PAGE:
Toronto poet and Arc Poetry Magazine poetry editor Doyali Islam’s second collection is heft (Toronto ON: McClelland and Stewart, 2019), a collection that feels a considerable leap in craft and nuance from her Yusuf and the Lotus Flower (Ottawa ON: BuschekBooks, 2011). Given the width of the poems in this collection, I’ll admit I’m unclear why the book simply wasn’t given a binding on the side (making the book wider than tall) instead of the current standard book format, which requires having to turn the book to read (which is rather awkward, admittedly). Toronto writer Michael Redhill’s Light-crossing (House of Anansi Press, 2011), or Winnipeg writer Méira Cook’s Slovenly Love (Brick Books, 2003), both of which made far more sense lengthened for the sake of shorter poems composed with long lines. It is possible, and made the work far easier to read.
heft is the third in the quartet of first titles from McClelland and Stewart poetry editor Dionne Brand [see my review of Souvankham Thammavongsa’s Cluster here and of Kaie Kellough’s Magnetic Equator here]. I’m uncertain if there’s a specific term for such (the blurb from Philip Metres on the back cover refers to her poems as “bifurcated”), but Islam’s pieces exist as two side-by-side stanzas, composed as a collection of pairings: poems cut in two, but separate. In an interview posted online at the International Festival of Authors website in 2017, prompted by the launch of the first volume of The Unpublished City [also edited by Dionne Brand; see my review of such here], she speaks of the as-yet-unpublished collection:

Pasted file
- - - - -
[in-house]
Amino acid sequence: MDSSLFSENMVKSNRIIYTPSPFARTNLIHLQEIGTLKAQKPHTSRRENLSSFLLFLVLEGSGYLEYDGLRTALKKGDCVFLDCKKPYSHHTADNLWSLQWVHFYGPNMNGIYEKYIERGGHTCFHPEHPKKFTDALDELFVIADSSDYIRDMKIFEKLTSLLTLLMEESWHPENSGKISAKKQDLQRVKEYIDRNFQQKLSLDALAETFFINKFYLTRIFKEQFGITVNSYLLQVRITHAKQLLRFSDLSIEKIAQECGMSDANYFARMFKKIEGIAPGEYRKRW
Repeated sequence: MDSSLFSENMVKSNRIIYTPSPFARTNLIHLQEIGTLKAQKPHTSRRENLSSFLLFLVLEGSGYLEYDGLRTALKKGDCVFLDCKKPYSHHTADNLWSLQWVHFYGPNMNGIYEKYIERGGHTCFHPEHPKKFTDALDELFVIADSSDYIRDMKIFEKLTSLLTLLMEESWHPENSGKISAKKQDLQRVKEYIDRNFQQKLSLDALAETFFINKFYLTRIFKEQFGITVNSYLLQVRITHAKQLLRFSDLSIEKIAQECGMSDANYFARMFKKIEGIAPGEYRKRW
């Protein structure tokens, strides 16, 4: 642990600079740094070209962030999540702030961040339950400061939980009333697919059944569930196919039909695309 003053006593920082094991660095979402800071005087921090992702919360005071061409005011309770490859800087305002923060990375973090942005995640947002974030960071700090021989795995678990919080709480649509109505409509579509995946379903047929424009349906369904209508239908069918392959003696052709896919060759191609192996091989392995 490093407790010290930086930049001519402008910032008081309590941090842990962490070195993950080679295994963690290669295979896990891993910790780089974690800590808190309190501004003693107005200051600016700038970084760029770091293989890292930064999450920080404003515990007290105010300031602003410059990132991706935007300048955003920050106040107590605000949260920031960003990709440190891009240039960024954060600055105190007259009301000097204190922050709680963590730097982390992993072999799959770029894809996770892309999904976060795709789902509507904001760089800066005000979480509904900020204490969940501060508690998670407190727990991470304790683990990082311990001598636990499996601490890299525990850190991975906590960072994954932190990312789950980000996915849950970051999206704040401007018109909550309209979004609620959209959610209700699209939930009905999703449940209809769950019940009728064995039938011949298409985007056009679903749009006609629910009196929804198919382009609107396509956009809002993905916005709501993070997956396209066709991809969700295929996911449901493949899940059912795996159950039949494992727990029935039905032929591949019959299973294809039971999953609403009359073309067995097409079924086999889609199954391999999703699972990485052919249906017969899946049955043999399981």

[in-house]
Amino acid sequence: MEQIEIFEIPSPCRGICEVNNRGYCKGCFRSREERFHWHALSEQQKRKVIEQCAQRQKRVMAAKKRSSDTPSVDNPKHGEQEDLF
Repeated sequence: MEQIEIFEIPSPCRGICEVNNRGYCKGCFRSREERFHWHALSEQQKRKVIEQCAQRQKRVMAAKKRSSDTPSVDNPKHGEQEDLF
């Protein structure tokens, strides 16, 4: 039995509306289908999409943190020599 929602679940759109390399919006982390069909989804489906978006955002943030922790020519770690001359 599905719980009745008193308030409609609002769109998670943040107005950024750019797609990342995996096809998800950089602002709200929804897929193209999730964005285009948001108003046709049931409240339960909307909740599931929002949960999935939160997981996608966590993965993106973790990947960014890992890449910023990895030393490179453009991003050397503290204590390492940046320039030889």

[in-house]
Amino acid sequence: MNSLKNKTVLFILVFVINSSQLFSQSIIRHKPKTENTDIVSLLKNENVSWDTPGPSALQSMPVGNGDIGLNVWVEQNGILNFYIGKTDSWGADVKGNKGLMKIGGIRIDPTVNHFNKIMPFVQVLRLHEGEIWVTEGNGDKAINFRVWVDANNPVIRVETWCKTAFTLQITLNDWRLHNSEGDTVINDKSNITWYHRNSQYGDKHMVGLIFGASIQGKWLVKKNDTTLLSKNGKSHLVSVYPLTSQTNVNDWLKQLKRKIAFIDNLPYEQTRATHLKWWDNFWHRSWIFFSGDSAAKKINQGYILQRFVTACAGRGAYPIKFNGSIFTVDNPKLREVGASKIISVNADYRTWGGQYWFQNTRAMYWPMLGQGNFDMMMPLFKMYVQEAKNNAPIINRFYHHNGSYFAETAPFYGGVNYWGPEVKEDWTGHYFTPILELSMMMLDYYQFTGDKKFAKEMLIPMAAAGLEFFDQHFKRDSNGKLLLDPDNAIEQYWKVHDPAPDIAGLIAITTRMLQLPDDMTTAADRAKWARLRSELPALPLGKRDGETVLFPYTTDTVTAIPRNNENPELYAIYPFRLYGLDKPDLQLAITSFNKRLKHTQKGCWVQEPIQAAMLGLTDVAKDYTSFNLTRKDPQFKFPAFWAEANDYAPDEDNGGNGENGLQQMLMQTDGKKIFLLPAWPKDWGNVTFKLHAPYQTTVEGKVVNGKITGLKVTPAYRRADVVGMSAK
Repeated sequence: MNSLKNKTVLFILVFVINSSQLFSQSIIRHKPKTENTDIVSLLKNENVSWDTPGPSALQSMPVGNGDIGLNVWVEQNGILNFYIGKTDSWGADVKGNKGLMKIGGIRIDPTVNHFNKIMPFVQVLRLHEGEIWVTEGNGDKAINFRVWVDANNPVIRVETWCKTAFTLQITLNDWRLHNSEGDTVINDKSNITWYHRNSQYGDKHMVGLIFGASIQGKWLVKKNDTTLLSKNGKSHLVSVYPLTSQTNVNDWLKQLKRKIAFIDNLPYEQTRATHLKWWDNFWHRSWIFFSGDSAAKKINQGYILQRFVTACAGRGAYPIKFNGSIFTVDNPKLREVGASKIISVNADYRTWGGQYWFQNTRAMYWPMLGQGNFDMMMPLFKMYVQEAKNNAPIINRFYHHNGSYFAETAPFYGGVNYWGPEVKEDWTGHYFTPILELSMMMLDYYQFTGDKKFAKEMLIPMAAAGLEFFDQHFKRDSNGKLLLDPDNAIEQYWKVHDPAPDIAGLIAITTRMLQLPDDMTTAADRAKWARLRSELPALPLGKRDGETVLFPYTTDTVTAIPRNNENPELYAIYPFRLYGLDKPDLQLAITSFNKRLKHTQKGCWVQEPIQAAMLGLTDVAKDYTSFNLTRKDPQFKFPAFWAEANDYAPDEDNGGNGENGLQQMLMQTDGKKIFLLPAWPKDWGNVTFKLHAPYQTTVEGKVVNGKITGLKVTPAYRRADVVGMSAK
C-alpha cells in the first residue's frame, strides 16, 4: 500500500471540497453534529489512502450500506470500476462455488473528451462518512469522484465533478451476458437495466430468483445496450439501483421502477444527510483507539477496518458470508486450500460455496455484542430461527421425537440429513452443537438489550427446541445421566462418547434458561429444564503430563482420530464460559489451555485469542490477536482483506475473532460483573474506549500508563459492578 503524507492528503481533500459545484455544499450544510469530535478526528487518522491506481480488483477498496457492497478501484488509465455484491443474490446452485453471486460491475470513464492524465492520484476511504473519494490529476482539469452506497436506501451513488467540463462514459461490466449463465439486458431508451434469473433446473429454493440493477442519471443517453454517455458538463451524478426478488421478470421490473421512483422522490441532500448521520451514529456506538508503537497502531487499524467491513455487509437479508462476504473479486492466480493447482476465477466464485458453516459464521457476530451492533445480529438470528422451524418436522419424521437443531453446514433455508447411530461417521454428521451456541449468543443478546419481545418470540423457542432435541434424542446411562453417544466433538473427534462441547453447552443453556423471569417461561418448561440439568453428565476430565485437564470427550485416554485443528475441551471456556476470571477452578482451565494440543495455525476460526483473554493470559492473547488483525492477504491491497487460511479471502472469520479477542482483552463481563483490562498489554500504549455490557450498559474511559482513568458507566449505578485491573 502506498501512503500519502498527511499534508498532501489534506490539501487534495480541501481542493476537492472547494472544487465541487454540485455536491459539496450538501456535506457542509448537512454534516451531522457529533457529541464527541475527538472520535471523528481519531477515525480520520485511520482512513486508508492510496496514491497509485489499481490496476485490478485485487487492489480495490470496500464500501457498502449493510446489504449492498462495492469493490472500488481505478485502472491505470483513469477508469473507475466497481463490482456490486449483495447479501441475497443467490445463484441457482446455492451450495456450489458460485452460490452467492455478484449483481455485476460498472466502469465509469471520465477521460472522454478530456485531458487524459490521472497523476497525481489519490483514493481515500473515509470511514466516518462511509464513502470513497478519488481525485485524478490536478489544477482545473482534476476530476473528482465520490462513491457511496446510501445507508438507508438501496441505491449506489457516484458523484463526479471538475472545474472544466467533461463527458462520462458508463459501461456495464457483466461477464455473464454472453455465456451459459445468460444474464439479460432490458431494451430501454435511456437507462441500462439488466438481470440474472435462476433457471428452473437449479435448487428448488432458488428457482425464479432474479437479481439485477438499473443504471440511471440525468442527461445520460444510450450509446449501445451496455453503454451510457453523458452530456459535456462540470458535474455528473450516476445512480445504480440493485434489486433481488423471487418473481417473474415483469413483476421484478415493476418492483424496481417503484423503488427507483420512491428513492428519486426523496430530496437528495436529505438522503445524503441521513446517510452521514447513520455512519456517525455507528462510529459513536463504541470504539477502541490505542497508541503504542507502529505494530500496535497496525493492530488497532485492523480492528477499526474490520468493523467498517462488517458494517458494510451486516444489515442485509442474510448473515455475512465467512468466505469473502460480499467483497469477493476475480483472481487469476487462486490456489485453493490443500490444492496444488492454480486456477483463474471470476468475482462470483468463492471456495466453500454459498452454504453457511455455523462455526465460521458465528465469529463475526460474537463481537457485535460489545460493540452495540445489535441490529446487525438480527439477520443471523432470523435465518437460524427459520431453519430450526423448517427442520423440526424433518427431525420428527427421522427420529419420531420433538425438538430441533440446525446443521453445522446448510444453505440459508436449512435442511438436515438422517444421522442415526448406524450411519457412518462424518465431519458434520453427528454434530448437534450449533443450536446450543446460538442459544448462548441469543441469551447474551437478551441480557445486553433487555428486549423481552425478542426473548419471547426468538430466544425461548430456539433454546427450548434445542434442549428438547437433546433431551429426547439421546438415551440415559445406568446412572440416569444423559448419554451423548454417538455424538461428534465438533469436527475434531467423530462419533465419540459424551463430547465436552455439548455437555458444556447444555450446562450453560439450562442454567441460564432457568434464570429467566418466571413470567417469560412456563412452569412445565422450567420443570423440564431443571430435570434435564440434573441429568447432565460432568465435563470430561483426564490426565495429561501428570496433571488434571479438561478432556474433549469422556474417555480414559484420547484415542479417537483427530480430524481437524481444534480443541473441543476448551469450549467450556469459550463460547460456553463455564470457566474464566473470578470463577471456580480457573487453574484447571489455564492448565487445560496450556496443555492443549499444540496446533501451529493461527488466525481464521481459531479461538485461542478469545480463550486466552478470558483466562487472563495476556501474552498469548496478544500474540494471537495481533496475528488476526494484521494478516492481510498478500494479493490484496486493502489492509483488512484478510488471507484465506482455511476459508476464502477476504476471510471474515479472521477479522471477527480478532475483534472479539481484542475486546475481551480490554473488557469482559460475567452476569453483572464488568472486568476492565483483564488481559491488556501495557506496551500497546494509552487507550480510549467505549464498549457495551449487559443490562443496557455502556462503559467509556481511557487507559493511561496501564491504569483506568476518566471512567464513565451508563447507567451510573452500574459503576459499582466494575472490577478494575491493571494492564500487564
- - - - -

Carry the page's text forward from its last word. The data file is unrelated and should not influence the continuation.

As a collection, heft is formally innovative and lyrical. It contains a section of ‘parallel poems’ – a poetic form that I invented in the summer of 2010 and have been working in since then. One of these ‘parallel poems’ is my contribution to The Unpublished City collection, “43rd parallel”.
The manuscript of heft also contains my innovations on the traditional Shakespearean sonnet, in the form of my self-termed ‘split sonnets’ and ‘double sonnets’. The poem bhater mondo, which was nominated for the 2017 National Magazine Awards, is an example of my ‘split sonnets’.
The poems in heft carry, and take on, enormous weight, populated by personal and political histories, many of which are intricately connected. And while the heft might be great, she never allows the poems to overwhelm. Curious, meditative and questioning, heft is an impressive collection, and one, eight years after her debut, that has been very much worth the wait (see what I did there?). As the poem “scale,” ends: “if grief can we weighed, my mother has borne / more of it, and what if torn wings tip / the balance, render life unbearable? / my hands are human, mostly unable / to restore anything.”